Eye For Film >> Movies >> Please Give (2009) Film Review
Reviewed by: Amber Wilkinson
New York? New York? - what is going on lately? The drama of Mean Streets, Do The Right Thing and relationship comedy of Woody Allen is getting swept aside by a new strain - in more ways than one - of comedy dramas that desperately want you to feel for the 'plight' of the put-upon middle-class.
First Uma Thurman was attempting to evoke pity with her Motherhood character, whose life was marred by the oh-so-sympathy-inspiring problems of a multiple-floor walk-up and the difficulties of parking, then Carrie and her chums popped back to remind us that being married and priviliged sucks in the city, too. Now, just when you thought it was safe to go to the deli again, Nicole Holofcener is on-hand to try to drum up sympathy for Kate. Her 'problem'? Well, she's struggling with the fact that she's so well-off.
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The poor thing. There she is, living in her swish apartment with hubby Alex (Oliver Platt), waiting for the old lady in the apartment next door - which she and Alex happen to own - to shuffle off this mortal coil so that they can knock it through and live in an even more swish apartment. Needless to say, her relationship with the old dear's granddaughters (Amanda Peet and Rebecca Hall) is somewhat tense. And in case all this middle-class guilt isn't enough, she also feels bad about clearing people's houses after their loved ones have died on the cheap and then sell it on as 'retro' at a marked-up price. Throw in some marital angst and Hall and Peet's sibling squabbling and the scene is set for drama - and yet what actually happens is very little.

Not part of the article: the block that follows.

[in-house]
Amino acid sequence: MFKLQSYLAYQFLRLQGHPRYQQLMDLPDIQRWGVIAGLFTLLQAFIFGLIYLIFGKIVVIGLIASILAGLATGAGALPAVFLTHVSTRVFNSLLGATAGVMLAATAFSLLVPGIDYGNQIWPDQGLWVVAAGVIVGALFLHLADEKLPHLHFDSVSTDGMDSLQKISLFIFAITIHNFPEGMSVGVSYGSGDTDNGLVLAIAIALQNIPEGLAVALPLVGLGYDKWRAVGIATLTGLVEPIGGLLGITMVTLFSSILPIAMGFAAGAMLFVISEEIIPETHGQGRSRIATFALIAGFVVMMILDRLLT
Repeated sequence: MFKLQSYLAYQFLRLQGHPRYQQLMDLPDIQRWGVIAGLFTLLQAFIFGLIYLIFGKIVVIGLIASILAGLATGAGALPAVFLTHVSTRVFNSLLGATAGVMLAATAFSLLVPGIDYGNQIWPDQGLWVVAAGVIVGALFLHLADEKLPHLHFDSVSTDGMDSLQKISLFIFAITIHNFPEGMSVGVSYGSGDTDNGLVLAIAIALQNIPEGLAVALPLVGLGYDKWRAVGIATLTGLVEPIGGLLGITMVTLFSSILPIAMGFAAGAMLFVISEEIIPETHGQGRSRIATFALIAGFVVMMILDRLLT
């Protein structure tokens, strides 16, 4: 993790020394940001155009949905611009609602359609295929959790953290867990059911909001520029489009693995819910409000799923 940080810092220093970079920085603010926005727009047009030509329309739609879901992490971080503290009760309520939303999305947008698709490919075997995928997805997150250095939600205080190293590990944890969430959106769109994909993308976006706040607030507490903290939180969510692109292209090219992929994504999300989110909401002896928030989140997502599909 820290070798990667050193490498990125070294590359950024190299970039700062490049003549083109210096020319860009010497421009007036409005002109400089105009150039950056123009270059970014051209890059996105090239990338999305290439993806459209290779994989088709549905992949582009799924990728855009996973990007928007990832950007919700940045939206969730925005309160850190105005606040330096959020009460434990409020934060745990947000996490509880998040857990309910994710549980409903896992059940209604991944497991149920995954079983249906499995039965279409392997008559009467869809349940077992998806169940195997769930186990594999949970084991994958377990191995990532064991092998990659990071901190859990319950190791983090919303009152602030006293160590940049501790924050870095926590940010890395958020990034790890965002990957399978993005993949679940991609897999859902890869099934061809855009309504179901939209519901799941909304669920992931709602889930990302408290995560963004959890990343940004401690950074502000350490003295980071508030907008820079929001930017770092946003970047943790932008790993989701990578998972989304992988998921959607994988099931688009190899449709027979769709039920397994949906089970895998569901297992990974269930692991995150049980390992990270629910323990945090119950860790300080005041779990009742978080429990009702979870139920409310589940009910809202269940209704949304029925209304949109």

The acting quality is strong, especially from the ever-reliable Catherine Keener as Kate, but it's almost impossible to care about her character's dilemmas. These people may be sorry they are rich but it seems Holofcener just wants you to laugh at it a little and move on, as they continue their self-centred existences. It wouldn't matter so much if the writer/director was seeking to undercut some of this privilege but what the film appears to be saying is that it's okay to be materialistic, as long as you occasionally wring your hands about it first.
A feeling of deja vu is also beginning to haunt Holofcener's films as yet another ensemble cast does very little for 90 minutes. There are sporadic moments of humour but many of the situations come over as unbelievable and/or contrived, while the shifting tone of the film means it never settles into a groove. Holofcener fans, who just want more of the same, will doubtless come away happy, anyone else will simply find it tiresome and self-satisfied.Reviewed on: 15 Jun 2010
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